Aesop's Fables: Townsend (1867)
28. The Flies and the Honey-Pot (Perry
A NUMBER of Flies were attracted to a jar of honey which had been overturned
in a housekeeper's room, and placing their feet in it, ate greedily. Their
feet, however, became so smeared with the honey that they could not use
their wings, nor release themselves, and were suffocated. Just as they
were expiring, they exclaimed, 'O foolish creatures that we are, for the
sake of a little pleasure we have destroyed ourselves.'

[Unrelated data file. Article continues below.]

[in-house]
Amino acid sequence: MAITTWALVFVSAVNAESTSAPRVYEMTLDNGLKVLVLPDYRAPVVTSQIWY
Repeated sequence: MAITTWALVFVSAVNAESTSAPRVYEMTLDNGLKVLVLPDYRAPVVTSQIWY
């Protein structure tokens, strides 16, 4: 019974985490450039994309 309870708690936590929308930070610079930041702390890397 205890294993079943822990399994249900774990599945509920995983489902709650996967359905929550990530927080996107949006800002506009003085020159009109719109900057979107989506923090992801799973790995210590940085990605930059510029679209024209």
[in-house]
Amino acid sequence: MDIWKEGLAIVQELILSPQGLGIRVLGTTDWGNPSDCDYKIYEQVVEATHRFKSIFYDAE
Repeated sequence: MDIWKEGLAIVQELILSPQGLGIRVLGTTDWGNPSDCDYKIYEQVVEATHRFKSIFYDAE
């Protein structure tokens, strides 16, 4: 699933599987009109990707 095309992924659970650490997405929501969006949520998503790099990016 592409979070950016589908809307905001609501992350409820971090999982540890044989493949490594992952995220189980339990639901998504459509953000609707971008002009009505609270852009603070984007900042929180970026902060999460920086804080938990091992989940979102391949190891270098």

Pleasure bought with pains, hurts.
George Fyler Townsend's translation of the fables, first published in 1867, is
in the public domain and can be found at many websites, including Project
Illustrations come from: Aesop's Fables, by George Fyler Townsend, with
illustrations by Harrison Weir, 1867, at Google